The MRI From Hell


I just recently had the very frustrating experience of further testing. Thank goodness for insurance… how in the world do people get diagnostic tests without it? (Now if we can just get them to pay for hearing aids… but that’s for another post)

Any-whoooo…. the MRI was horrible! I wear a little badge with “Please face me. I read lips!”. Plus, I make sure the people who are working with me, KNOW that it means what it says! (Somehow they think you look so normal, and your speech doesn’t give any clue at this early hour in the morning after a good nights rest) So afterI make sure everyone is clear they begin to explain how I’ll know the scan has started and that I must remain very still. Of course, I “hear”…. “beeps begin, …. very still… breathing”

So I ask if I’m suppose to hold my breath. Very blank stares, and confusion. I ask for clarification. (Oh!She CAN speak a little clearer, but MY! Look at the tension in her shoulders!)

“You will … beeps. …. very still, but you CAN BREATHE” (She makes very sure I “see” this! smile)

I explain that I cannot hear beeps, so I think I will just hold very still the entire time. She again gives me a very blank stare. Now the tension has reached her face. She goes to the door and evidently asks for helps.

Enter…”help”. They discuss something with their backs to me and their arms gesturing wildly. One comes towards me with her palm out and says, “You can’t wear your hearing aid in there” (Well, I knew that! But am determined to find out what is going on before I give it up! Smile. I’ve become very stubborn in my old age of 37!) I explain I won’t hear the beeps; I will lay very still the entire time; can I have a blanket? — I’m freezing! Grin.

So anyway, the tests begin and I figure out the “tube” I’m slid into not only beeps… it “shakes, rattles and rolls” Smile! So I know when the next round of “pictures” are being taken as it starts to click over by my left elbow, or down by right shoulder blade! Wonderful! (Why didn’t they tell me this?) Then I’m slid back out into the bright lights and face a lady with a needle.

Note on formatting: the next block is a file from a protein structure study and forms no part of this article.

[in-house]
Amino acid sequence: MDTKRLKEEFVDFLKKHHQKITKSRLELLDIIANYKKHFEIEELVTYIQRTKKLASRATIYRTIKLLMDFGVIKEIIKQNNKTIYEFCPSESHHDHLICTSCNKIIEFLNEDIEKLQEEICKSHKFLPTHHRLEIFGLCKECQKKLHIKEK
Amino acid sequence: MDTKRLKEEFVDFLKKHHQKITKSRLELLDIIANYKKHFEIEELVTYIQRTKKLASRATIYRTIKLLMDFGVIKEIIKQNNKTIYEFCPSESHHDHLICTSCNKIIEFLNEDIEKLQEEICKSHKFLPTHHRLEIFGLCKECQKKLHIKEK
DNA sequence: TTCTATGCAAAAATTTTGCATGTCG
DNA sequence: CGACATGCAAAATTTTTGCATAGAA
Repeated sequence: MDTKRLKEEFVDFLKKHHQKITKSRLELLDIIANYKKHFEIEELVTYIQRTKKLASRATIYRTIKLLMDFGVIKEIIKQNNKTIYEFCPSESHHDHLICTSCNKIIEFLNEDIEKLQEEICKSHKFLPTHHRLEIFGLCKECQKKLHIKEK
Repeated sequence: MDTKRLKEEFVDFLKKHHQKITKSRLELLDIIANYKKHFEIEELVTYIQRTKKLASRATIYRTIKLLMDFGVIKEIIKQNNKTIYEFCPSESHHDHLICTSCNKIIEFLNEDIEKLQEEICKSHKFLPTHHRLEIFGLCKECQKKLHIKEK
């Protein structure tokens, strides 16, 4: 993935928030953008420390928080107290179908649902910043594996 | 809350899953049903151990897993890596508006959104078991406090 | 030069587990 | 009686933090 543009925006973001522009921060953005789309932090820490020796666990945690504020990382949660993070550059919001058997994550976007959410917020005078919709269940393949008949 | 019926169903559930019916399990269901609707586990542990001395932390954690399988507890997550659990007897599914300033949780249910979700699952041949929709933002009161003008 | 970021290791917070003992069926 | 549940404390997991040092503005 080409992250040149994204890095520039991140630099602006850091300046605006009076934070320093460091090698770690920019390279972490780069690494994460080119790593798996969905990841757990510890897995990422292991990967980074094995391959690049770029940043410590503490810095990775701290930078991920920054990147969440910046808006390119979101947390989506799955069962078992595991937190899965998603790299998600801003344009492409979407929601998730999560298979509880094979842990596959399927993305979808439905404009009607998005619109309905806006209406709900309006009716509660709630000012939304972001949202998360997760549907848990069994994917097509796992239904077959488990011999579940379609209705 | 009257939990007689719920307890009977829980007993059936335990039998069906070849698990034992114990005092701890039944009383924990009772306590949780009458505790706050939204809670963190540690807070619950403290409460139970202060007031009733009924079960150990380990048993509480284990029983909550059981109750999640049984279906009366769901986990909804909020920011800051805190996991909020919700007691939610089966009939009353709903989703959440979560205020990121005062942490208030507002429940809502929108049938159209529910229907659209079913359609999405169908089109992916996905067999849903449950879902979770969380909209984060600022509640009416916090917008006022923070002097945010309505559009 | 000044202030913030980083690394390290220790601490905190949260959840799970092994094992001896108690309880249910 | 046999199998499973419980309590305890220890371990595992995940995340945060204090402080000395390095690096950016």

Ok. Now my tension level is up! No one told me about a needle! She explains what she is going to do… but does it WHILE swabbing my arm. (When you are getting “prepped”, you watch what is being “prepped”, not the lips of the “prep – er”.)

I ask if she could wait a minute and explain why she’s holding a needle.

“Dyes, more scans, won’t hurt…….. am I allergic to latex?”

So 4 tries later, and 3 collapsed veins (can stress cause this?), I’m slid back into the machine. Evidently I can now glow in the dark. I think I’ll join the “X-Men” Just call me….Glowing, Hear with the Eyes. Sounds kinda like a name from “Dances with Wolves”, not “X-Men”.

Anyway, I digress…. I’m released to the waiting room where my husband awaits with concerned look. Oh NO! The “look”! I dissolve into tears. His compassion for my plight can be too much sometimes! One look at my arms and he asks “WHAT IN THE WORLD HAPPENED!?” So compassionate hubby gets… an EAR full! Oh boy! Welcome to the world of diagnostic testing. No acoustic neuroma…. CAT scan next? I think I’ll wait awhile.

Denise Portis
©2006 Hearing Loss Diary


I have been using the HATIS for two weeks now and wanted to give an update. The HATIS, can be used in conjunction with any regular cell phone that has a headset option. Most cell phones, if not all, do now. I went to Verizon to purchase a new cell phone. They were having a great sale and I bought a very nice phone — a camera phone, much to my teenagers glee — at a price lower than most of their “regular”phones. I already have a “minute plan” with Verizon so it was relatively easy to just have my old # switched to the new phone.